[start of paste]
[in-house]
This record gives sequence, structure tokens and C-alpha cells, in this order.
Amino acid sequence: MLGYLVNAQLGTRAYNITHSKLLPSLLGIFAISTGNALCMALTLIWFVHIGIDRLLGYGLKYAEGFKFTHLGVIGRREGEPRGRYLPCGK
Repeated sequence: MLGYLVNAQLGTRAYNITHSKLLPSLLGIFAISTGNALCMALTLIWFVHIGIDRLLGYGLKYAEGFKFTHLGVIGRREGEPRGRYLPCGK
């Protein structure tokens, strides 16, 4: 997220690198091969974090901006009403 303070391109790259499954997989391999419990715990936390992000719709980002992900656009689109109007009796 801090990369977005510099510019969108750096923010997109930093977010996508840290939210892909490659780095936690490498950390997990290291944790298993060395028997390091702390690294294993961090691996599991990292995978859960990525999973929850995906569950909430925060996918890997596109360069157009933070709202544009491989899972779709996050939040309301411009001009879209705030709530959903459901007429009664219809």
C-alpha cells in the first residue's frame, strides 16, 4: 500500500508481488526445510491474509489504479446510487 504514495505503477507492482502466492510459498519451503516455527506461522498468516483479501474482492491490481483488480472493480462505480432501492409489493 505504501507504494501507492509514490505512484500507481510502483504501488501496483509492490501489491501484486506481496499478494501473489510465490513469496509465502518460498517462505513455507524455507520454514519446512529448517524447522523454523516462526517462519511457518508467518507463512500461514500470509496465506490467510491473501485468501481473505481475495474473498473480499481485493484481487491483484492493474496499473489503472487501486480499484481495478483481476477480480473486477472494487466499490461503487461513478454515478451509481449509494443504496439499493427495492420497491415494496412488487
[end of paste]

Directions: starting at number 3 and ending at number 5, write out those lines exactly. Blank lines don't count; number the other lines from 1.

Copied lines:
Amino acid sequence: MLGYLVNAQLGTRAYNITHSKLLPSLLGIFAISTGNALCMALTLIWFVHIGIDRLLGYGLKYAEGFKFTHLGVIGRREGEPRGRYLPCGK
Repeated sequence: MLGYLVNAQLGTRAYNITHSKLLPSLLGIFAISTGNALCMALTLIWFVHIGIDRLLGYGLKYAEGFKFTHLGVIGRREGEPRGRYLPCGK
């Protein structure tokens, strides 16, 4: 997220690198091969974090901006009403 303070391109790259499954997989391999419990715990936390992000719709980002992900656009689109109007009796 801090990369977005510099510019969108750096923010997109930093977010996508840290939210892909490659780095936690490498950390997990290291944790298993060395028997390091702390690294294993961090691996599991990292995978859960990525999973929850995906569950909430925060996918890997596109360069157009933070709202544009491989899972779709996050939040309301411009001009879209705030709530959903459901007429009664219809």